In the park,
trees are stark,
to the very bones.
We stroll by,
pretend not to notice,
the same way
our eyes avoid
the homeless man,
the begging woman.
bear the seeds
will rejuvenate in time.
there is no cure.
Frank, the guy who owns the body shop
is an ex-marine, hair cut shorter
than Clint Eastwood’s,
tattoos of the flag on either bicep,
and a voice half-rasp, half-growl.
But on weekends, he’s a cross-dresser,
hangs out in a gay club
a block from City Hall,
lips maroon, red wig, pink high heels,
makeup applied as artfully
as if he’s smoothing out
a bashed-in Chevy door.
Frank can rebuild a wrecked Camaro
so it looks like new
or belt out, in a gravelly voice,
every verse, the chorus,
of “The Trolley Song.”
That’s why we need guys like Frank.
Regarding These Words
You can wear them as a mask
or wield them like a blade to cut yourself open.
Sometimes they come out like good food upon a table
but on other occasions, they’re inedible cold leftovers.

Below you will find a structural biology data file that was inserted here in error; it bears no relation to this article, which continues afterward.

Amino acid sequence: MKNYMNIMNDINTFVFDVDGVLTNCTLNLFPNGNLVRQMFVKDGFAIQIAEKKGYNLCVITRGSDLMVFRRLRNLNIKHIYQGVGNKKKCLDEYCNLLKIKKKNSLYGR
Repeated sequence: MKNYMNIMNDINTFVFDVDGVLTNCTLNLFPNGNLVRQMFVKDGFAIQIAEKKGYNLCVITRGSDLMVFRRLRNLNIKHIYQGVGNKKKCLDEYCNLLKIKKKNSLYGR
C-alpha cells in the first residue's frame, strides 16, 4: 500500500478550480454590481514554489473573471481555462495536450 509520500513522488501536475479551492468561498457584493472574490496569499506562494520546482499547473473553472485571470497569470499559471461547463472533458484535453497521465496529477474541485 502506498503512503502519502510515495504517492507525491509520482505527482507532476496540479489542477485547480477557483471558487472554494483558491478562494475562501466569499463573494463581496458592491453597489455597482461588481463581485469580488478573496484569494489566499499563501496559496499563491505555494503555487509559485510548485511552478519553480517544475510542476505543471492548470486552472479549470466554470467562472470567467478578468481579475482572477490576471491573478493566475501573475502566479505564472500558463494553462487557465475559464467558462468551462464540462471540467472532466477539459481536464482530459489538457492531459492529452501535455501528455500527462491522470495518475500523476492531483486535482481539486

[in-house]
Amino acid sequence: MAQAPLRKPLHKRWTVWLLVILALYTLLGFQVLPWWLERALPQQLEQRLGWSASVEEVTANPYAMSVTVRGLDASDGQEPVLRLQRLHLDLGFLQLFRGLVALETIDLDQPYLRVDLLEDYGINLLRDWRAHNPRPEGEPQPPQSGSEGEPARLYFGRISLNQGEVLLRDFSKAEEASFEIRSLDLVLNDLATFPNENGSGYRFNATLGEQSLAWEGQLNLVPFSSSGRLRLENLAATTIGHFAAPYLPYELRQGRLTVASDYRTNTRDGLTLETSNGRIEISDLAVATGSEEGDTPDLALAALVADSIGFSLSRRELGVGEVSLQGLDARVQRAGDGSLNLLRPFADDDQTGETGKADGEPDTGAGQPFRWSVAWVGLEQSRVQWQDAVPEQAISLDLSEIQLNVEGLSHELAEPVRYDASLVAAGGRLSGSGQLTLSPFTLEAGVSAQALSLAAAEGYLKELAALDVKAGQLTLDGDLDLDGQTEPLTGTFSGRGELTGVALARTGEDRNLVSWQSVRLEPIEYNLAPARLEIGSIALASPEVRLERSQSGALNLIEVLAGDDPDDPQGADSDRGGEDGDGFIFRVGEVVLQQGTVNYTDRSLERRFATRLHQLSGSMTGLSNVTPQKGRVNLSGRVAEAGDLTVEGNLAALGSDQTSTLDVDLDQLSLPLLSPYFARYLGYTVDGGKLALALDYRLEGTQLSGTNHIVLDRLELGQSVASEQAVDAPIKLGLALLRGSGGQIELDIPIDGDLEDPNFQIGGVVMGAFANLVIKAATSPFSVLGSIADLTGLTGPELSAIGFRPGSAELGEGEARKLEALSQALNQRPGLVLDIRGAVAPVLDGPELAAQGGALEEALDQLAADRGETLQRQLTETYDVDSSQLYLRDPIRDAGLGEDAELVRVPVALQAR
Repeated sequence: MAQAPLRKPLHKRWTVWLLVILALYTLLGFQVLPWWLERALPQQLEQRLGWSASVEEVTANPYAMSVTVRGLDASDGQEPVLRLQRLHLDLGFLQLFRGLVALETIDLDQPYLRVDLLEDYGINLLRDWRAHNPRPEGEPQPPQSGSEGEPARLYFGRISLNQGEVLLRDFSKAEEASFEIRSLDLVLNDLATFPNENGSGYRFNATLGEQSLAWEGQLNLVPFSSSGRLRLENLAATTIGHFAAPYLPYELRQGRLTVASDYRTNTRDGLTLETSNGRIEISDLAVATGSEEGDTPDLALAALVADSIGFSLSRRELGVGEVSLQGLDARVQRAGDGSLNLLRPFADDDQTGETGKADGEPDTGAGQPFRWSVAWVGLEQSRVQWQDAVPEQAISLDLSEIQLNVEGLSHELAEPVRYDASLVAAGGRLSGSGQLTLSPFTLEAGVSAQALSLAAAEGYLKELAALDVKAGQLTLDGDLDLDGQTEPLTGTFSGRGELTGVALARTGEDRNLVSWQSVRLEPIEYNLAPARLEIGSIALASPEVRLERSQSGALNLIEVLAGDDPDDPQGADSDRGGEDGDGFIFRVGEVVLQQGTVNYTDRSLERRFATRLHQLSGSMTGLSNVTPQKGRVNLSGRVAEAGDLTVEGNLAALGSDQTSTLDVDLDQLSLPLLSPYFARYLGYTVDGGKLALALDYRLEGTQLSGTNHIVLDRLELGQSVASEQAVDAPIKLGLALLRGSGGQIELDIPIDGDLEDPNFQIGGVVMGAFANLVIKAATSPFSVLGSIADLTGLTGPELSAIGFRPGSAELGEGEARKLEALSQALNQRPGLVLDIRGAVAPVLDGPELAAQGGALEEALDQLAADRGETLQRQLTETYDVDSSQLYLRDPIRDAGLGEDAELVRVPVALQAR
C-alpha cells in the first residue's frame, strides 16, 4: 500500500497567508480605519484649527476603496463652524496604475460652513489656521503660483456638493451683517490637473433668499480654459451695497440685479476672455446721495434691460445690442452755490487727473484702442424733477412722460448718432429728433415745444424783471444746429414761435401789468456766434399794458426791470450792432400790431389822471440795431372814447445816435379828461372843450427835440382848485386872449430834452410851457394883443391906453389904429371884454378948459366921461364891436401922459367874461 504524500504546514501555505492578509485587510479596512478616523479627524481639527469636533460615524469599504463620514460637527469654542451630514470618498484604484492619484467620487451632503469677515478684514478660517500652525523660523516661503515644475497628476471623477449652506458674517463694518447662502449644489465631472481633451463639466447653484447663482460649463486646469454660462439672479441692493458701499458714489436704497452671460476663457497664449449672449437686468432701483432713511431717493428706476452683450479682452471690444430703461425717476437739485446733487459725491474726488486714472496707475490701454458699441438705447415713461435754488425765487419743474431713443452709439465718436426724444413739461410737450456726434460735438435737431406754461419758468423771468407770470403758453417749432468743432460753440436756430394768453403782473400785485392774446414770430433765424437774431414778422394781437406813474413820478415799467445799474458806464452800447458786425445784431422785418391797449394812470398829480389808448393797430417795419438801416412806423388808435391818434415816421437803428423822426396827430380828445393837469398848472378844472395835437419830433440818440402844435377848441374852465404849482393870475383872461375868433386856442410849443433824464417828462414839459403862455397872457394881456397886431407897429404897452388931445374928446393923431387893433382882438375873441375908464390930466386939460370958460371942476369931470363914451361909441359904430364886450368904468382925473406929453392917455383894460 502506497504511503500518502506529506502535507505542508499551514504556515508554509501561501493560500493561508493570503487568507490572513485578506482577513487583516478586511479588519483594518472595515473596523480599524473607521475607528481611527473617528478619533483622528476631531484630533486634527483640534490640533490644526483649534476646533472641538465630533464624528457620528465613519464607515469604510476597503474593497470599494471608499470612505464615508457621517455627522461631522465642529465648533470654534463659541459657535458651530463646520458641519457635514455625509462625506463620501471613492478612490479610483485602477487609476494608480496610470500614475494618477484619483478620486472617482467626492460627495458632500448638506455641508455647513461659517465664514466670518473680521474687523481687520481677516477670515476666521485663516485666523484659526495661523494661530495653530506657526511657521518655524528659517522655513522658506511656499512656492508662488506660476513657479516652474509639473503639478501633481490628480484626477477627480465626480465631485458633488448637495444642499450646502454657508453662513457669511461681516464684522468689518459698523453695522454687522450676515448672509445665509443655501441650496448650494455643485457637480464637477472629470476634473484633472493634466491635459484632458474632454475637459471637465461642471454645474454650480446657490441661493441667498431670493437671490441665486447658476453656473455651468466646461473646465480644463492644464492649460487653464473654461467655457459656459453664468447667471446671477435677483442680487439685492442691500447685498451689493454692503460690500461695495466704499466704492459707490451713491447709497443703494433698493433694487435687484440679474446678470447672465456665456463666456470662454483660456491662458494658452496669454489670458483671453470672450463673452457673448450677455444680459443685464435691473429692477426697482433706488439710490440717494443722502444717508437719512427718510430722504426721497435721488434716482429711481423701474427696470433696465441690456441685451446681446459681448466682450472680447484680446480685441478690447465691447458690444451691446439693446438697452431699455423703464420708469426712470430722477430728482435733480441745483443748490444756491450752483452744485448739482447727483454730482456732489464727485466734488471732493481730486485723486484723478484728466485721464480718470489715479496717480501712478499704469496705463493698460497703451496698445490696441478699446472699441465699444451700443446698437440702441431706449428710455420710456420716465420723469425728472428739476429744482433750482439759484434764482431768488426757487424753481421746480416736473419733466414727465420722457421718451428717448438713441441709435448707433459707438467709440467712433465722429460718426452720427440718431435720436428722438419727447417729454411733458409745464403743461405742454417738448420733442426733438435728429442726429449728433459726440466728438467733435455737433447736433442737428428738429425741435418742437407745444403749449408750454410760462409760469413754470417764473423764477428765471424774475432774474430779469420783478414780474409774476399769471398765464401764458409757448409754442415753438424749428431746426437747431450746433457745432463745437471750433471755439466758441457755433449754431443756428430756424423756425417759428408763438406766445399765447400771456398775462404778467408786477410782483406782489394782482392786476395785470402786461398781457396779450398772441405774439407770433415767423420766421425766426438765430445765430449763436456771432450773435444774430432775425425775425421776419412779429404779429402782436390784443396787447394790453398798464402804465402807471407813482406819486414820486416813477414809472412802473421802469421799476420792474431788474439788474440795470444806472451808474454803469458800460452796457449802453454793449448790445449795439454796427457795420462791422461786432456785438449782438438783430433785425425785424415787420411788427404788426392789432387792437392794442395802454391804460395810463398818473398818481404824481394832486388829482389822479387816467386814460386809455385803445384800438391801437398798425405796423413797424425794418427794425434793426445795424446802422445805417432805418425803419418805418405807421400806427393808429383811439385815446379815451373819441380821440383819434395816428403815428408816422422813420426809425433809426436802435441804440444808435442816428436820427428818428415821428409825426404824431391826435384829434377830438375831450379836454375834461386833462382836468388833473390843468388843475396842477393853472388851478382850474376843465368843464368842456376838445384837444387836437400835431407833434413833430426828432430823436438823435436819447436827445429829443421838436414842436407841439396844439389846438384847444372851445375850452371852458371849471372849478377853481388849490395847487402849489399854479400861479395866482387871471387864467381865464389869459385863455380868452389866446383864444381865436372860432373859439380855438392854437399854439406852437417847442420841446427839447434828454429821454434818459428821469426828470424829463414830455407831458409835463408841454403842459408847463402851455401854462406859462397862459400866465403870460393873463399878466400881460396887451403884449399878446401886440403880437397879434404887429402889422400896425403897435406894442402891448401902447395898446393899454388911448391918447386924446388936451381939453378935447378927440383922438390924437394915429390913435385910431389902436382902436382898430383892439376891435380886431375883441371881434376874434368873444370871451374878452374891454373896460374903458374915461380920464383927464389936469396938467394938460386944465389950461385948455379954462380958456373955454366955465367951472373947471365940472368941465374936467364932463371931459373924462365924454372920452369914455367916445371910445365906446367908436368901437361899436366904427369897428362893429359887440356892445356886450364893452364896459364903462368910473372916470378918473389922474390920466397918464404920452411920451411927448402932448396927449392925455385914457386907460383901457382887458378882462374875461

They can hammer home how they mean exactly what they are
or they can drive their wagons parallel to what’s really
They can conjugate friendship or blood ties
or just be a choreography of sound, kitsch, pretty but
They can navigate the people whose tongues have come to
care for them
or wander off in a different direction, bored and restless
They can float the future, pin-prick the past
or merely act as point man for the present.
They can draw their strength from the silences before and
or prolong the weakness in the unthinking stream of themselves.
They cannot love you outright, but they can wield the
banners, carry the flags.
Wield the banners? Carry the flags?
Ah yes, those words.
They make a grand disguise.
Or a bandage for these knife wounds.
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